U.S. Department of Transportation
Federal Highway Administration
1200 New Jersey Avenue, SE
Washington, DC 20590
Federal Highway Administration Research and Technology
Coordinating, Developing, and Delivering Highway Transportation Innovations
This magazine is an archived publication and may contain dated technical, contact, and link information.
|Publication Number: FHWA-HRT-2006-003 Vol. 69 No. 5 Date: March/April 2006|
Publication Number: FHWA-HRT-2006-003 Vol. 69 No. 5
Date: March/April 2006
This year, the United States celebrates the 50th anniversary of the Dwight D. Eisenhower National System of Interstate and Defense Highways, which connects communities across the Nation, serves as the backbone for economic prosperity, and supports a way of life that Americans have grown to enjoy and expect. As the success of the interstate system grows, however, so do the challenges facing transportation officials. The burden of maintaining and rebuilding the network of highways and bridges continues to increase—and more cars and freight mean more congestion, safety concerns, and wear on the system. The ability of the transportation community to learn from the past, apply these lessons, and recognize and address new challenges will affect the success of the entire system.
In this issue of Public Roads, the article "The Straight Scoop on SAFETEA-LU" describes the major features of the Safe, Accountable, Flexible, Efficient Transportation Equity Act: A Legacy for Users (SAFETEA-LU)—the largest highway program authorization in U.S. history. The hefty infusion of funding reflects the high priority given to transportation and carries with it a tremendous responsibility for the transportation community. As with past legislation, SAFETEA-LU contains provisions that offer States more flexibility in using resources to meet the most critical national and State goals.
For example, of all the challenges, none is more important than saving lives and reducing injuries resulting from highway crashes. SAFETEA-LU elevates safety to a stand-alone core program. The legislation provides more than $5 billion in Highway Safety Improvement Program funds to help States advance highway safety in a comprehensive, strategic manner. In addition, SAFETEA-LU provides targeted funding for specific safety issues such as work zone safety and programs such as Safe Routes to Schools and the High Risk Rural Road Safety Improvement Program.
SAFETEA-LU also contains the first substantive revision in almost 40 years to Section 4(f) (of Section 138 of Title 23 and Section 303 of Title 49, United States Code) to simplify the processing and approval of projects that have only de minimis impacts on lands protected by Section 4(f). Other provisions aim to streamline the environmental review process while preserving environmental quality. These provisions will help cut red tape, reduce delays, and enable officials to make timely decisions during environmental reviews. Since the signing of SAFETEA-LU on August 10, 2005, the Federal Highway Administration (FHWA) has issued guidance calling for increased collaboration between Federal and State officials involved in environmental actions. This is just the beginning. FHWA is committed to fully implementing SAFETEA-LU in a way that will accelerate the review process without diminishing environmental protections.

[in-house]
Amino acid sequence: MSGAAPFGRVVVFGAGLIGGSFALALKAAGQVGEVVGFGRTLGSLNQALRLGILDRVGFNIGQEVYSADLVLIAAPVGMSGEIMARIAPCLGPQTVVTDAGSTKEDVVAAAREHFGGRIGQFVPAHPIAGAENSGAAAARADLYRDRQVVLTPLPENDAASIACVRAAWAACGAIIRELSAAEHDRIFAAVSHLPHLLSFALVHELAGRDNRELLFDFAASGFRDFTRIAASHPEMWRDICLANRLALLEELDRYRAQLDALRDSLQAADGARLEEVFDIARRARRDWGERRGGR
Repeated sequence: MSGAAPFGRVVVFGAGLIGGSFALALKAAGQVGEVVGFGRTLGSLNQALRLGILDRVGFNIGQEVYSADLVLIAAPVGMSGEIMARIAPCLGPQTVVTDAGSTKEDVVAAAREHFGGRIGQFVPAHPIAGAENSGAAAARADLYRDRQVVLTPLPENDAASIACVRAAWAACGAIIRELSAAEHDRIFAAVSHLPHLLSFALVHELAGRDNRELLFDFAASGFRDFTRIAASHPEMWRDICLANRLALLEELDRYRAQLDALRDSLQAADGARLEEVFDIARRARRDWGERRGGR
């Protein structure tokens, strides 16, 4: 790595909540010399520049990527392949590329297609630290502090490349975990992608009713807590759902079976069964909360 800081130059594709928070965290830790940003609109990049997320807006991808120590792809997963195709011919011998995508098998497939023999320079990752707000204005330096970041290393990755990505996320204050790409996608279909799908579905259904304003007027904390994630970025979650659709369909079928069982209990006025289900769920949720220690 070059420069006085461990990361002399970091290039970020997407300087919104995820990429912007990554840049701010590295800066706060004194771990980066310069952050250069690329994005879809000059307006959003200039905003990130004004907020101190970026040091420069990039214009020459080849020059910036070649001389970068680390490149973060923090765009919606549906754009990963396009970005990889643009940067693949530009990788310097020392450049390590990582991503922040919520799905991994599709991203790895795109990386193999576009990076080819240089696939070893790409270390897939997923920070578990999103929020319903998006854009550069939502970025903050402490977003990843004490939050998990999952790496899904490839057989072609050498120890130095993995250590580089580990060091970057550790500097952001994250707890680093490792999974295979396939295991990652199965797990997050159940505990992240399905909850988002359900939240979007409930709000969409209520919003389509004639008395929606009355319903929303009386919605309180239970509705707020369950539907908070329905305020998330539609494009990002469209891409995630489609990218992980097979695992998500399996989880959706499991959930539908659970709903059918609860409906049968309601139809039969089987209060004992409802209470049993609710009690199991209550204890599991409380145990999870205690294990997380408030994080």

Although the level of funding provided by SAFETEA-LU is at an all-time high, needs exceed the resources available. To address this shortfall, SAFETEA-LU makes more opportunities available for States to explore innovative financing solutions such as private activity bonds, tolling and other road pricing, and loans under TIFIA (Transportation Infrastructure Finance and Innovation Act). SAFETEA-LU also continues and expands the State Infrastructure Bank program. The array of tools in SAFETEA-LU furnishes additional opportunities for States and strengthens their ability to attract private investment and participation.
By building on the firm foundations of the Intermodal Surface Transportation Efficiency Act of 1991 and the Transportation Equity Act for the 21stCentury (1998), SAFETEA-LU furthers equity in the distribution of funds, including increasing minimum rates of return on States' Highway Trust Fund contributions and delivering increased flexibility to explore creative solutions to the growing challenges.
SAFETEA-LU is not the end to the means but rather the means to the end. As the transportation community implements SAFETEA-LU, the key question is: What will the transportation community need to meet tomorrow's challenges? FHWA is committed to working with State departments of transportation and other partners to find the answers.
Frederick G. "Bud" Wright
Federal Highway Administration